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Encyclopedia > Thomas Wake

Thomas Wake (1297 - May 31, 1349), English baron, belonged to a Lincolnshire family which had lands also in Cumberland, being the son of John Wake (d. 1300), who was summoned to parliament as a baron in 1295, and the grandson of Baldwin Wake (d. 1282), both barons and warriors of repute. Events 8 January - Monaco gains independence. ... May 31 is the 151st day of the year in the Gregorian calendar (152nd in leap years), with 214 days remaining, as the last day of May. ... -1... Royal motto: Dieu et mon droit (French: God and my right) Englands location within the UK Official language English de facto Capital London de facto Largest city London Area  - Total Ranked 1st UK 130,395 km² Population  - Total (2001)  - Density Ranked 1st UK 49,138,831 377/km² Religion... Lincolnshire (abbreviated Lincs) is a county in the East Midlands of England, traditionally the second largest after Yorkshire. ... Cumberland is one of the 39 traditional counties of England. ...


Among Thomas Wake's guardians were Piers Gaveston and Henry, earl of Lincoln, whose daughter Blanche (d. 1357) he married before 1317. This lady was the niece of Thomas, Earl of Lancaster, and her husband was thus attached to the Lancastrian party, but he did not follow Earl Thomas in the proceedings which led to his death in 1322. Hating the favourites of Edward II Wake joined Queen Isabella in 1326 and was a member of the small council which advised the young king, Edward III; soon, however, he broke away from the queen and her ally, Roger Mortimer, and in conjunction with his father-in-law, now earl of Lancaster, he joined the malcontent barons. Piers Gaveston (c1284 - 19 June 1312) was the favourite of King Edward II of England. ... Henry of Grosmont, Duke of Lancaster (c. ... Events The Great Famine of 1315-1317. ... Thomas, Earl of Lancaster (1280 - March 22, 1322) was one of the leaders of the barons opposed to Edward II of England. ... Edward II, (April 25, 1284 – October, 1327), of Caernarvon, was king of England from 1307 until deposed in January, 1327. ... Isabella of France (1295 – August 22, 1358), known as the She-Wolf of France, was the Queen consort of Edward II of England. ... Events Change of emperor of the Ottoman Empire from Osman I (1299-1326) to Orhan I (1326-1359) Aradia de Toscano, is initiated into a Dianic cult of Italian Witchcraft (Stregheria), and discovers through a vision that she is the human incarnation of the goddess Aradia. ... Edward III (13 November 1312 – 21 June 1377) was one of the most successful English kings of medieval times. ... Roger Mortimer (1287 - 29 November 1330), grandson of the 1st Baron Wigmore, was the best-known of his name. ...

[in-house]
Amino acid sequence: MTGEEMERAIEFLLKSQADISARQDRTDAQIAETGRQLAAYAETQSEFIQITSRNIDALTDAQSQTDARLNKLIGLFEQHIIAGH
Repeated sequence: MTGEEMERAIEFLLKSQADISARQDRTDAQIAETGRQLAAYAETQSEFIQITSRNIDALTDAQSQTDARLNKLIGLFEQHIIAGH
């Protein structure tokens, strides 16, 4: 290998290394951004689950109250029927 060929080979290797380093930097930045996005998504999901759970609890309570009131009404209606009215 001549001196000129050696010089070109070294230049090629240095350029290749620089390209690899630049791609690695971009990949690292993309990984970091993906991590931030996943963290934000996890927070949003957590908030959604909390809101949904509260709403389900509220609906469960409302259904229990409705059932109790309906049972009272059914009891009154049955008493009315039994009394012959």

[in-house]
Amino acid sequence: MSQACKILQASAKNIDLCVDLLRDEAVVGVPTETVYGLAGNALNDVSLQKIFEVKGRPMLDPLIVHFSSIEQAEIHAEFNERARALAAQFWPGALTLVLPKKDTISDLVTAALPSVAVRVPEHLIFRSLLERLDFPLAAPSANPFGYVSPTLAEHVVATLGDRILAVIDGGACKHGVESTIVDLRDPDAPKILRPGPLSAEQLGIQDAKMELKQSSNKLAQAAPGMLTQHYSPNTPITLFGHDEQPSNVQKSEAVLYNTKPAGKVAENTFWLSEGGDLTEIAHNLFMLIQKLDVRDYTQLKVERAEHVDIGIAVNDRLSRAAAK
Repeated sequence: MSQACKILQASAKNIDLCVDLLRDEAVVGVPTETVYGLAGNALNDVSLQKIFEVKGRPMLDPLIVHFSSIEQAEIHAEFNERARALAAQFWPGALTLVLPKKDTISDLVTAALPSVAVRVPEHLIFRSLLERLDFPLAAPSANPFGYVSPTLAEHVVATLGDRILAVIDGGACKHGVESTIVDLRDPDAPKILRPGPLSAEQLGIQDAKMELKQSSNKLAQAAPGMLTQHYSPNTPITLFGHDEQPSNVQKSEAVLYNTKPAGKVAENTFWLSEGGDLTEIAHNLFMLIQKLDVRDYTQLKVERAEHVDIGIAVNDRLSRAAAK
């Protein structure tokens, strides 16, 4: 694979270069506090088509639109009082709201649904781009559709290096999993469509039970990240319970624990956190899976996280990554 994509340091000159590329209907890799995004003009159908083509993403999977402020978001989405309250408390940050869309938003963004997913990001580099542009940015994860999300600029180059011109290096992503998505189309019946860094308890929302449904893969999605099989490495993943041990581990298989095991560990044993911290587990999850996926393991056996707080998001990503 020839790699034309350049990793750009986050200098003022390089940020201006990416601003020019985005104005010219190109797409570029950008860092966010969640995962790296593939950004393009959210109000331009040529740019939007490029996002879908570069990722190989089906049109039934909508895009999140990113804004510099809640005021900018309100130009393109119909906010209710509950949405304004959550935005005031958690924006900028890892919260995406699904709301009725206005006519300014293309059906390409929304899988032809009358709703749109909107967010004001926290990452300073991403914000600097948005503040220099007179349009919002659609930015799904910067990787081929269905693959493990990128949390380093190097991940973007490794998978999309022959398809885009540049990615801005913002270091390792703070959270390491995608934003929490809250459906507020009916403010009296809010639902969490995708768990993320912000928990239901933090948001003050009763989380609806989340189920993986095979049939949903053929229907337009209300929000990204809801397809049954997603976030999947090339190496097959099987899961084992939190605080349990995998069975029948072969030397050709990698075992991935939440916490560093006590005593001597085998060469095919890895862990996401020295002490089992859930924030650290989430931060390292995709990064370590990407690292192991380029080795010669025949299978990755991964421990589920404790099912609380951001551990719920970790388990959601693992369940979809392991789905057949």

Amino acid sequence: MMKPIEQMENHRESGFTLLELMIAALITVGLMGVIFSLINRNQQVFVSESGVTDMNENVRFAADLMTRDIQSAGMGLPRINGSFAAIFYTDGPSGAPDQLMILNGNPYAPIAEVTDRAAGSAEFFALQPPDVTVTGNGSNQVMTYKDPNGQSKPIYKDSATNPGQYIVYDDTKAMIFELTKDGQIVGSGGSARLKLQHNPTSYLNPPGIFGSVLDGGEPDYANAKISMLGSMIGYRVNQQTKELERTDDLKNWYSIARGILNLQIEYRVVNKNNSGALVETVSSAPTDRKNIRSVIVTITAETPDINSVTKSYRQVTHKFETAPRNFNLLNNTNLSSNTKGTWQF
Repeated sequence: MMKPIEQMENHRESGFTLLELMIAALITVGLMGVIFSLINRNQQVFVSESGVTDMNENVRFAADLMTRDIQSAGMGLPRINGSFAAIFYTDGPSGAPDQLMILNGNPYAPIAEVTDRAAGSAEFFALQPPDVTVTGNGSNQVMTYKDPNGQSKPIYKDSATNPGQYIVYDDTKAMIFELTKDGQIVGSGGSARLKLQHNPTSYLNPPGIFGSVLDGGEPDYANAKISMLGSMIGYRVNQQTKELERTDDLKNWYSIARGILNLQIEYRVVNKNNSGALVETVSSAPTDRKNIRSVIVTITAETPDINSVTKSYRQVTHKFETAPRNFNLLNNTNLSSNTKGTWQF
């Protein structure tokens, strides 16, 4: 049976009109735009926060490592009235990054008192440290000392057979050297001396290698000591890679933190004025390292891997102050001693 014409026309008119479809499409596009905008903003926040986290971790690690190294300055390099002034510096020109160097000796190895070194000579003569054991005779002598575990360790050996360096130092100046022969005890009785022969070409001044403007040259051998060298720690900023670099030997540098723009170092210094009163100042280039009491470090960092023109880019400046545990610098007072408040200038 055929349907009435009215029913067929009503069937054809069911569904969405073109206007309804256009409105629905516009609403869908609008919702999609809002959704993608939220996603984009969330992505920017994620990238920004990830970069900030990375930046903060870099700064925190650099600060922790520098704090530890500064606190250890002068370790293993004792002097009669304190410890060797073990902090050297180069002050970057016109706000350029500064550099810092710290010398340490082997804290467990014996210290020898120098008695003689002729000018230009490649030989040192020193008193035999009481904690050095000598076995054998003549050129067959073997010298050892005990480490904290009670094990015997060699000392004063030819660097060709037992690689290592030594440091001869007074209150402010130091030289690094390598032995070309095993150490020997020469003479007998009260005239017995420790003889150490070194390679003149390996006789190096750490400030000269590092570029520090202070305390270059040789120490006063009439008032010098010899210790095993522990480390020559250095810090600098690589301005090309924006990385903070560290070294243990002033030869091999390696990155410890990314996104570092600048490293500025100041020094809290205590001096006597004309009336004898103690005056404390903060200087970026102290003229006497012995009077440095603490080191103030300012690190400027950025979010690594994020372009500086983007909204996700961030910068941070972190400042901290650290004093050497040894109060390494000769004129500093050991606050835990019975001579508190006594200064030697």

He was possibly implicated in the plot which cost his brother-in-law, Edmund, earl of Kent, his life in 1330, and he fled to France, returning to England after the overthrow of Isabella and Mortimer. Edward III made him governor of the Channel Islands and he assisted Edward Bruce to invade Scotland, being afterwards sent on an errand to France. In 1341 he incurred the displeasure of the king and was imprisoned, but he had been restored and had been employed in Brittany and elsewhere when he died childless. Edmund Plantagenet, or Edmund of Woodstock (August 5, 1301 – March 19, 1330) was Earl of Kent from July 28, 1321 (1st creation). ... Events The Bulgars under Michael III are beaten by the Serbs at Velbuzhd, and large parts of Bulgaria fall to Serbia. ... The Channel Islands are a group of islands off the coast of Normandy, France, in the English Channel. ... Edward Bruce (c. ... Scotland (Alba in Scottish Gaelic) is a country in northwest Europe, occupying the northern third of the island of Great Britain. ...


His estates passed to his sister Margaret (d. 1349), widow of Edmund, earl of Kent, and her son John (d. 1352), and later to the Roland family. Wake established a house for the Austin canons at Newton near Hull; this was afterwards transferred to Haltemprice in the same neighbourhood. Categories: Stub ...


This article incorporates text from the public domain 1911 Encyclop√¶dia Britannica. The public domain comprises the body of all creative works and other knowledge—writing, artwork, music, science, inventions, and others—in which no person or organization has any proprietary interest. ... The Eleventh Edition of the Encyclopædia Britannica (1911) in many ways represents the sum of knowledge at the beginning of the 20th century. ...


  Results from FactBites:
 
ITEC Faculty (447 words)
Wake's expertise is in the study of zooarchaeology as it relates to hunter-gatherer adaptations, paleoenvironments, and the development of complex societies and their subsistence systems, in both prehistoric and historic period contexts.
The nature of this approach to archaeology demands an interdisciplinary perspective that draws on the traditional four fields of anthropology as well as history, zoology and ecology.
Voorhies, D.J. Kennett, J.G. Jones, and T.A. Wake.
Thomas Wake - LoveToKnow 1911 (313 words)
This lady was the niece of Thomas, earl of Lancaster, and her husband was thus attached to the Lancastrian party, but he did not follow Earl Thomas in the proceedings which led to his death in 1322.
Wake joined Queen Isabella in 1326 and was a member of the small council which advised the young king, Edward III.; soon, however, he broke away from the queen and her ally, Roger Mortimer, and in conjunction with his father-in-law, now earl of Lancaster, he joined the malcontent barons.
Wake established a house for the Austin canons at Newton near Hull; this was afterwards transferred to Haltemprice in the same neighbourhood.
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